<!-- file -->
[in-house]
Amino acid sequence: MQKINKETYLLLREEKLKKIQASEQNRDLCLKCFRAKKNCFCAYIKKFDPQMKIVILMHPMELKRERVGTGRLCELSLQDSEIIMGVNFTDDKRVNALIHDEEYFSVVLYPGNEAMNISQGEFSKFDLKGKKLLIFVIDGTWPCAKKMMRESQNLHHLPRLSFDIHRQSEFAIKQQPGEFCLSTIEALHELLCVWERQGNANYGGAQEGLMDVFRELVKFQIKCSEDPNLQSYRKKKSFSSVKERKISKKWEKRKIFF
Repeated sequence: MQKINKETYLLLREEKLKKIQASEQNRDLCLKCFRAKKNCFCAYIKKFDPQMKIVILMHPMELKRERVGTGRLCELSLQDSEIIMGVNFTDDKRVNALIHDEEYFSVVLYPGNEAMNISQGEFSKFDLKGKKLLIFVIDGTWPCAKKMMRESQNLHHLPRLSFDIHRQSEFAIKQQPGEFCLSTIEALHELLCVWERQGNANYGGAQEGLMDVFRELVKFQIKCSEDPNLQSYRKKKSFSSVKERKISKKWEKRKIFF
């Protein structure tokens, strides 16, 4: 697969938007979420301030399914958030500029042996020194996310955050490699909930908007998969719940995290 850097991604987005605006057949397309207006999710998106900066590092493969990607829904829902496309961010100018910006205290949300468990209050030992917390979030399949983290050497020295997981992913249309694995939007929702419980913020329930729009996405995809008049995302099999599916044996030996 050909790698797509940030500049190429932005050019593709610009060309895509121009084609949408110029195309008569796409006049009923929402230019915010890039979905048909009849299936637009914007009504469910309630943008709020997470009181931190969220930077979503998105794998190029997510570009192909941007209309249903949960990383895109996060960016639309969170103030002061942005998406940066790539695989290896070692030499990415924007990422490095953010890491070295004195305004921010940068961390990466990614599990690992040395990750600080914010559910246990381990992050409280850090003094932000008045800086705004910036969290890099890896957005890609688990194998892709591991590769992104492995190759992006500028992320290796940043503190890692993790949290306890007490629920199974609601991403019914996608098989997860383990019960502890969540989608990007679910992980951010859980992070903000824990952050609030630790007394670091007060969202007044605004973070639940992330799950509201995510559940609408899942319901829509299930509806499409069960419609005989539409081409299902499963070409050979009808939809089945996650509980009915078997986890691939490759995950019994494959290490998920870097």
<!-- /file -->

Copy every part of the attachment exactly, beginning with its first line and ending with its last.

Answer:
[in-house]
Amino acid sequence: MQKINKETYLLLREEKLKKIQASEQNRDLCLKCFRAKKNCFCAYIKKFDPQMKIVILMHPMELKRERVGTGRLCELSLQDSEIIMGVNFTDDKRVNALIHDEEYFSVVLYPGNEAMNISQGEFSKFDLKGKKLLIFVIDGTWPCAKKMMRESQNLHHLPRLSFDIHRQSEFAIKQQPGEFCLSTIEALHELLCVWERQGNANYGGAQEGLMDVFRELVKFQIKCSEDPNLQSYRKKKSFSSVKERKISKKWEKRKIFF
Repeated sequence: MQKINKETYLLLREEKLKKIQASEQNRDLCLKCFRAKKNCFCAYIKKFDPQMKIVILMHPMELKRERVGTGRLCELSLQDSEIIMGVNFTDDKRVNALIHDEEYFSVVLYPGNEAMNISQGEFSKFDLKGKKLLIFVIDGTWPCAKKMMRESQNLHHLPRLSFDIHRQSEFAIKQQPGEFCLSTIEALHELLCVWERQGNANYGGAQEGLMDVFRELVKFQIKCSEDPNLQSYRKKKSFSSVKERKISKKWEKRKIFF
């Protein structure tokens, strides 16, 4: 697969938007979420301030399914958030500029042996020194996310955050490699909930908007998969719940995290 850097991604987005605006057949397309207006999710998106900066590092493969990607829904829902496309961010100018910006205290949300468990209050030992917390979030399949983290050497020295997981992913249309694995939007929702419980913020329930729009996405995809008049995302099999599916044996030996 050909790698797509940030500049190429932005050019593709610009060309895509121009084609949408110029195309008569796409006049009923929402230019915010890039979905048909009849299936637009914007009504469910309630943008709020997470009181931190969220930077979503998105794998190029997510570009192909941007209309249903949960990383895109996060960016639309969170103030002061942005998406940066790539695989290896070692030499990415924007990422490095953010890491070295004195305004921010940068961390990466990614599990690992040395990750600080914010559910246990381990992050409280850090003094932000008045800086705004910036969290890099890896957005890609688990194998892709591991590769992104492995190759992006500028992320290796940043503190890692993790949290306890007490629920199974609601991403019914996608098989997860383990019960502890969540989608990007679910992980951010859980992070903000824990952050609030630790007394670091007060969202007044605004973070639940992330799950509201995510559940609408899942319901829509299930509806499409069960419609005989539409081409299902499963070409050979009808939809089945996650509980009915078997986890691939490759995950019994494959290490998920870097």